I am so proud of how Murray showed up for this dressage test. He came out of there like it was the most normal thing in the world. Oh — and I forgot to mention that because the ring stewards were being a little conservative about sending people to the rings, we had to legitimately trot over to our ring to get there in time. I’m also pretty proud of myself. I went into a dressage test and rode the hell out of it.  I didn’t just try to coast through and avoid, I put my leg on and actually did the thing. That’s pretty cool.

final halt and salute got us a 7.5, even though it wasn’t totally square. perhaps a little generous.

I’m still working on my salute. I definitely don’t practice in front of a mirror to see how it looks. I like the alignment of my arm with my body here, but think I would look a bit better if my hand were a little closer to my leg — less winged out to the side. What do you think?

resilience

One of the coolest things about Murray lately has been his resilience to pressure. Not all pressure. There are still plenty of things that are a hard no-go. But under saddle? There have been some major changes.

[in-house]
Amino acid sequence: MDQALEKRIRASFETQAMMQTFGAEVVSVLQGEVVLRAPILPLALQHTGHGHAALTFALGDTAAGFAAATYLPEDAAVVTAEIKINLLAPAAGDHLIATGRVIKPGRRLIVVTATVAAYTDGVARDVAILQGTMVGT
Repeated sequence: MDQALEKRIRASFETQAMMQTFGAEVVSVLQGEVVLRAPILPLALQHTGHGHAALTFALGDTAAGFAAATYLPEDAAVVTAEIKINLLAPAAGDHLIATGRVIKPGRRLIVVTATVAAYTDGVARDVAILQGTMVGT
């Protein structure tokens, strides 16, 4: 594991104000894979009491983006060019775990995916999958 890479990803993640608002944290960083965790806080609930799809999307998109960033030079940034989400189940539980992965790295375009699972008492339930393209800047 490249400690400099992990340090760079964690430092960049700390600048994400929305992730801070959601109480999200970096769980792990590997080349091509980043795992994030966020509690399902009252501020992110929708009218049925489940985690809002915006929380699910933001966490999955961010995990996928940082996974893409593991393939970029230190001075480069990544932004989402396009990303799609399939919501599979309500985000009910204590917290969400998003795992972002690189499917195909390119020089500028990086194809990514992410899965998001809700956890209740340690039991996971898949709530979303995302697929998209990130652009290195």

I will not be walking past that new fluffy arena footing nope nope nope

Let’s take my ride with Kate a couple of weeks ago as an example. Kate encouraged me to habituate Murray to a “1” of contact (i.e. some contact, never no contact), and to pillow my aids into him so that he doesn’t just shake them off in an effort to avoid whatever it is he wants to avoid. In the past, when I’ve tried to walk with any level of contact there’s been a whole lot of nooooooooooo eeeeeeeeeee hrrrrrrrrrrrrrr *pffft* *pffft* *pffft* (those are farts).

But in the three weeks since I rode with Kate, and the three rides since I had Megan over to help troubleshoot, there has been an alarming lack of squealing and bucking. And it’s not because I’ve caved and gone back to the floppy-reins-no-contact way of life. Nope, I’m holding on to those reins. Homeboy is just… okay with it.

who are you and what have you done with my horse